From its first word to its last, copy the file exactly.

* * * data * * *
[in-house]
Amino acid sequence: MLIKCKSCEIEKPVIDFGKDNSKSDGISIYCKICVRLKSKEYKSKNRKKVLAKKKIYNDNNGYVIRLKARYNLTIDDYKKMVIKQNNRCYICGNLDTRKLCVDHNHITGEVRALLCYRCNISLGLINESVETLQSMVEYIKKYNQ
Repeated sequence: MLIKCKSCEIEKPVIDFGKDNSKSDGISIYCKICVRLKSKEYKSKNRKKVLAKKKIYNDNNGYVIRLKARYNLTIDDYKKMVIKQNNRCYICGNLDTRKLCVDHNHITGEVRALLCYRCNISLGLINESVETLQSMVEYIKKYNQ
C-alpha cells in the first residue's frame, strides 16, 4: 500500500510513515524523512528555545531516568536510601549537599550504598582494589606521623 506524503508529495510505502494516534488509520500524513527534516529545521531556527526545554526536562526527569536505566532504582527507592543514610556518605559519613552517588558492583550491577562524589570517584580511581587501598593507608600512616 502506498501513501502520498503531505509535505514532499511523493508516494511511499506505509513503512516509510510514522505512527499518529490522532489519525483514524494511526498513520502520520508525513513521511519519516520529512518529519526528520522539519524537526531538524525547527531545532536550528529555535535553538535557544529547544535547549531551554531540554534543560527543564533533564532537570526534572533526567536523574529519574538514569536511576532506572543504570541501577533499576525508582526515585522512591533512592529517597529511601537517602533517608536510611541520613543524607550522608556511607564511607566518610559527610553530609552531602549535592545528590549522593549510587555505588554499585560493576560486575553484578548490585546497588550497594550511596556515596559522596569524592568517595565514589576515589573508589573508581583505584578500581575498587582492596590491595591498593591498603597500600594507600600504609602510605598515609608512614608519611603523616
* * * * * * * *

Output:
[in-house]
Amino acid sequence: MLIKCKSCEIEKPVIDFGKDNSKSDGISIYCKICVRLKSKEYKSKNRKKVLAKKKIYNDNNGYVIRLKARYNLTIDDYKKMVIKQNNRCYICGNLDTRKLCVDHNHITGEVRALLCYRCNISLGLINESVETLQSMVEYIKKYNQ
Repeated sequence: MLIKCKSCEIEKPVIDFGKDNSKSDGISIYCKICVRLKSKEYKSKNRKKVLAKKKIYNDNNGYVIRLKARYNLTIDDYKKMVIKQNNRCYICGNLDTRKLCVDHNHITGEVRALLCYRCNISLGLINESVETLQSMVEYIKKYNQ
C-alpha cells in the first residue's frame, strides 16, 4: 500500500510513515524523512528555545531516568536510601549537599550504598582494589606521623 506524503508529495510505502494516534488509520500524513527534516529545521531556527526545554526536562526527569536505566532504582527507592543514610556518605559519613552517588558492583550491577562524589570517584580511581587501598593507608600512616 502506498501513501502520498503531505509535505514532499511523493508516494511511499506505509513503512516509510510514522505512527499518529490522532489519525483514524494511526498513520502520520508525513513521511519519516520529512518529519526528520522539519524537526531538524525547527531545532536550528529555535535553538535557544529547544535547549531551554531540554534543560527543564533533564532537570526534572533526567536523574529519574538514569536511576532506572543504570541501577533499576525508582526515585522512591533512592529517597529511601537517602533517608536510611541520613543524607550522608556511607564511607566518610559527610553530609552531602549535592545528590549522593549510587555505588554499585560493576560486575553484578548490585546497588550497594550511596556515596559522596569524592568517595565514589576515589573508589573508581583505584578500581575498587582492596590491595591498593591498603597500600594507600600504609602510605598515609608512614608519611603523616